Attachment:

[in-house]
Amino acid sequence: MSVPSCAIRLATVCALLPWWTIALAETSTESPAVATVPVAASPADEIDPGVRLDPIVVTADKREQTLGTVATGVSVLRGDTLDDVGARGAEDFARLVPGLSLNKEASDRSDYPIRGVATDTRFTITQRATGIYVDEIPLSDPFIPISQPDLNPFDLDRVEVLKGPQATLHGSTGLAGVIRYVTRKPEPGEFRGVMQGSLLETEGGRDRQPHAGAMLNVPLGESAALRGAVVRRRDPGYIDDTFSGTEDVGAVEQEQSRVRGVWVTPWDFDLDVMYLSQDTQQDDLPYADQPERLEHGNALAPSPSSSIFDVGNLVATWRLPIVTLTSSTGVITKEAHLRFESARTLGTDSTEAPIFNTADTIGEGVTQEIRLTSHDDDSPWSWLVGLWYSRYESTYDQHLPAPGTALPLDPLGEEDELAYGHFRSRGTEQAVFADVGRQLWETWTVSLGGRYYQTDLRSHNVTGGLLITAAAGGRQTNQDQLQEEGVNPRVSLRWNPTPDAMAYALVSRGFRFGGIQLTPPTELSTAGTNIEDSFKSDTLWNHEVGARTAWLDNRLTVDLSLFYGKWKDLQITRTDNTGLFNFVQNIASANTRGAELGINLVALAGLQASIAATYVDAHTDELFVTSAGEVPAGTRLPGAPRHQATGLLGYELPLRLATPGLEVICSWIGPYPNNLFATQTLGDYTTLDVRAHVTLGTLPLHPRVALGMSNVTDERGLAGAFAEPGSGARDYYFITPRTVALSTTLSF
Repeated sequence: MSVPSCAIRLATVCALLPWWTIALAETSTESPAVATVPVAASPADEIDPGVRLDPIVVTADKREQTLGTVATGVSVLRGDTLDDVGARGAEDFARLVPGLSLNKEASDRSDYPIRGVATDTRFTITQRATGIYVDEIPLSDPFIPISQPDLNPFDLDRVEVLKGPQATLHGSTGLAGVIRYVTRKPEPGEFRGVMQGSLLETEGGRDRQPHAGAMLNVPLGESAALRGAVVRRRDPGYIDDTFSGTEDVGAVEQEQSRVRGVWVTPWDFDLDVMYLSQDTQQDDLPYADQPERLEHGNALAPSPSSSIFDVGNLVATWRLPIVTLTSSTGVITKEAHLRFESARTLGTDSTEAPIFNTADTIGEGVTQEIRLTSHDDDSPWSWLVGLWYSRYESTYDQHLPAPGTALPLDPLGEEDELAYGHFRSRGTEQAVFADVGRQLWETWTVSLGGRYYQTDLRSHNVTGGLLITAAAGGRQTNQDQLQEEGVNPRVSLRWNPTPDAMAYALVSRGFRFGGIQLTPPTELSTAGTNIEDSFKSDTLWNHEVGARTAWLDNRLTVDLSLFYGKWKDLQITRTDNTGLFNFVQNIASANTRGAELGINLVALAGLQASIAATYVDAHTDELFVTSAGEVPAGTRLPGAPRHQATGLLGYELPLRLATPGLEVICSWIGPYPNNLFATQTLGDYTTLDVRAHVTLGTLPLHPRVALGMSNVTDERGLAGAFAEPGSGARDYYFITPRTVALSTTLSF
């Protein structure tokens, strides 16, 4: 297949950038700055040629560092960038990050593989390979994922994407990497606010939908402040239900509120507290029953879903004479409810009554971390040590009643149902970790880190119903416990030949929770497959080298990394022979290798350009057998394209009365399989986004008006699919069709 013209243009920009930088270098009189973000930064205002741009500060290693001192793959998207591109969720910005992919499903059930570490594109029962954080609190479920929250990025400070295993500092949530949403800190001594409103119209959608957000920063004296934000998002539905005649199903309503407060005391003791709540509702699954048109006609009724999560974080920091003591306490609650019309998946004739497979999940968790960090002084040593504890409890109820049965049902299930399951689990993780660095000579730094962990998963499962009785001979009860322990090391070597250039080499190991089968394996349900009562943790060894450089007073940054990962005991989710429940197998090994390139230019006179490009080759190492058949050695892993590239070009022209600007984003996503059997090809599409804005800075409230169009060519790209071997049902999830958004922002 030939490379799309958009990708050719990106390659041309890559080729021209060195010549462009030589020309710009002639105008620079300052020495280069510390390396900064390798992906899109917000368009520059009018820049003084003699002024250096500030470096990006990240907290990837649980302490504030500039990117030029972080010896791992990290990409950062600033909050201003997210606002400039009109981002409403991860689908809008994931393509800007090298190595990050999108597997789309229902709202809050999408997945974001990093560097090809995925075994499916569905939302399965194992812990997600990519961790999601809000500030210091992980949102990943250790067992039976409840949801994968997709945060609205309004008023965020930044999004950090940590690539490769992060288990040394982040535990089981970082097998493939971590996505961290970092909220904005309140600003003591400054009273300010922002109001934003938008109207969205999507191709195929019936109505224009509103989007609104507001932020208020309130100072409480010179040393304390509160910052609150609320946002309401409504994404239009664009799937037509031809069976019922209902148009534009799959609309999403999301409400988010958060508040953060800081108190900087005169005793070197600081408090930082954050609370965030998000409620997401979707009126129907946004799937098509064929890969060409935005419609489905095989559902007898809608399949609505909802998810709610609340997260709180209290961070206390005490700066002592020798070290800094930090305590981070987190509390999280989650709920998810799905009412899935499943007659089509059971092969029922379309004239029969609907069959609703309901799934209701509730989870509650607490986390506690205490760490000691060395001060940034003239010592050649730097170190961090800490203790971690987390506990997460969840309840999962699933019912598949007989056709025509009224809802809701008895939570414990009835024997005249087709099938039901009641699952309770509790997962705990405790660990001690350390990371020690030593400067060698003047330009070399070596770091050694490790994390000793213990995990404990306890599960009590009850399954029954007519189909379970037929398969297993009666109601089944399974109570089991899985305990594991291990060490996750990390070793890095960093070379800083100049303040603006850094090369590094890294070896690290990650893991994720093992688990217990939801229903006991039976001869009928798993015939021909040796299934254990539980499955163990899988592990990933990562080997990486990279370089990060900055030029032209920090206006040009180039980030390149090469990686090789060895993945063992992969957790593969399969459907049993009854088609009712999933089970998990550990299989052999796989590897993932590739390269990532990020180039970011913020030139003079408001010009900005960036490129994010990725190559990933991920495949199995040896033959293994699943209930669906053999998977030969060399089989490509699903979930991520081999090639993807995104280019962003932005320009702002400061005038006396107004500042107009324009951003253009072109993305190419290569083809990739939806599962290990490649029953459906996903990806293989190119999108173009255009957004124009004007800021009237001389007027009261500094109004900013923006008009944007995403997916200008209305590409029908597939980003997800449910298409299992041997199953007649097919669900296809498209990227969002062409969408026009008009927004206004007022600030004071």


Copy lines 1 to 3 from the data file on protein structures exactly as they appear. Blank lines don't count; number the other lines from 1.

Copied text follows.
[in-house]
Amino acid sequence: MSVPSCAIRLATVCALLPWWTIALAETSTESPAVATVPVAASPADEIDPGVRLDPIVVTADKREQTLGTVATGVSVLRGDTLDDVGARGAEDFARLVPGLSLNKEASDRSDYPIRGVATDTRFTITQRATGIYVDEIPLSDPFIPISQPDLNPFDLDRVEVLKGPQATLHGSTGLAGVIRYVTRKPEPGEFRGVMQGSLLETEGGRDRQPHAGAMLNVPLGESAALRGAVVRRRDPGYIDDTFSGTEDVGAVEQEQSRVRGVWVTPWDFDLDVMYLSQDTQQDDLPYADQPERLEHGNALAPSPSSSIFDVGNLVATWRLPIVTLTSSTGVITKEAHLRFESARTLGTDSTEAPIFNTADTIGEGVTQEIRLTSHDDDSPWSWLVGLWYSRYESTYDQHLPAPGTALPLDPLGEEDELAYGHFRSRGTEQAVFADVGRQLWETWTVSLGGRYYQTDLRSHNVTGGLLITAAAGGRQTNQDQLQEEGVNPRVSLRWNPTPDAMAYALVSRGFRFGGIQLTPPTELSTAGTNIEDSFKSDTLWNHEVGARTAWLDNRLTVDLSLFYGKWKDLQITRTDNTGLFNFVQNIASANTRGAELGINLVALAGLQASIAATYVDAHTDELFVTSAGEVPAGTRLPGAPRHQATGLLGYELPLRLATPGLEVICSWIGPYPNNLFATQTLGDYTTLDVRAHVTLGTLPLHPRVALGMSNVTDERGLAGAFAEPGSGARDYYFITPRTVALSTTLSF
Repeated sequence: MSVPSCAIRLATVCALLPWWTIALAETSTESPAVATVPVAASPADEIDPGVRLDPIVVTADKREQTLGTVATGVSVLRGDTLDDVGARGAEDFARLVPGLSLNKEASDRSDYPIRGVATDTRFTITQRATGIYVDEIPLSDPFIPISQPDLNPFDLDRVEVLKGPQATLHGSTGLAGVIRYVTRKPEPGEFRGVMQGSLLETEGGRDRQPHAGAMLNVPLGESAALRGAVVRRRDPGYIDDTFSGTEDVGAVEQEQSRVRGVWVTPWDFDLDVMYLSQDTQQDDLPYADQPERLEHGNALAPSPSSSIFDVGNLVATWRLPIVTLTSSTGVITKEAHLRFESARTLGTDSTEAPIFNTADTIGEGVTQEIRLTSHDDDSPWSWLVGLWYSRYESTYDQHLPAPGTALPLDPLGEEDELAYGHFRSRGTEQAVFADVGRQLWETWTVSLGGRYYQTDLRSHNVTGGLLITAAAGGRQTNQDQLQEEGVNPRVSLRWNPTPDAMAYALVSRGFRFGGIQLTPPTELSTAGTNIEDSFKSDTLWNHEVGARTAWLDNRLTVDLSLFYGKWKDLQITRTDNTGLFNFVQNIASANTRGAELGINLVALAGLQASIAATYVDAHTDELFVTSAGEVPAGTRLPGAPRHQATGLLGYELPLRLATPGLEVICSWIGPYPNNLFATQTLGDYTTLDVRAHVTLGTLPLHPRVALGMSNVTDERGLAGAFAEPGSGARDYYFITPRTVALSTTLSF